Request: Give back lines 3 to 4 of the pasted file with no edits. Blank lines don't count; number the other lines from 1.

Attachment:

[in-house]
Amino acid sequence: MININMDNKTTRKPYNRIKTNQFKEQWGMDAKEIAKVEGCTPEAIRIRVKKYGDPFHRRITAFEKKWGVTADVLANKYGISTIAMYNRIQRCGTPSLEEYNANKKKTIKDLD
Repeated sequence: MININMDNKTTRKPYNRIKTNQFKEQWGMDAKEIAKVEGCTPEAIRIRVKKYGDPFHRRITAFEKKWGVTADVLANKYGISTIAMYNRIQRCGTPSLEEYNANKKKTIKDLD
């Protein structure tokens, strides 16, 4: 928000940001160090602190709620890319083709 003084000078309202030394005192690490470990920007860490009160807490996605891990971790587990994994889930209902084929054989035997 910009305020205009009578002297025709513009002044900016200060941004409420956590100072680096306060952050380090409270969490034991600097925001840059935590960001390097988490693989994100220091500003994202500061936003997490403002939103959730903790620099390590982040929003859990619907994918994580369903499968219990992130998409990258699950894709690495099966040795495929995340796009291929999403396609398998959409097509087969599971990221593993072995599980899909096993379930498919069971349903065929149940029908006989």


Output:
Repeated sequence: MININMDNKTTRKPYNRIKTNQFKEQWGMDAKEIAKVEGCTPEAIRIRVKKYGDPFHRRITAFEKKWGVTADVLANKYGISTIAMYNRIQRCGTPSLEEYNANKKKTIKDLD
């Protein structure tokens, strides 16, 4: 928000940001160090602190709620890319083709 003084000078309202030394005192690490470990920007860490009160807490996605891990971790587990994994889930209902084929054989035997 910009305020205009009578002297025709513009002044900016200060941004409420956590100072680096306060952050380090409270969490034991600097925001840059935590960001390097988490693989994100220091500003994202500061936003997490403002939103959730903790620099390590982040929003859990619907994918994580369903499968219990992130998409990258699950894709690495099966040795495929995340796009291929999403396609398998959409097509087969599971990221593993072995599980899909096993379930498919069971349903065929149940029908006989």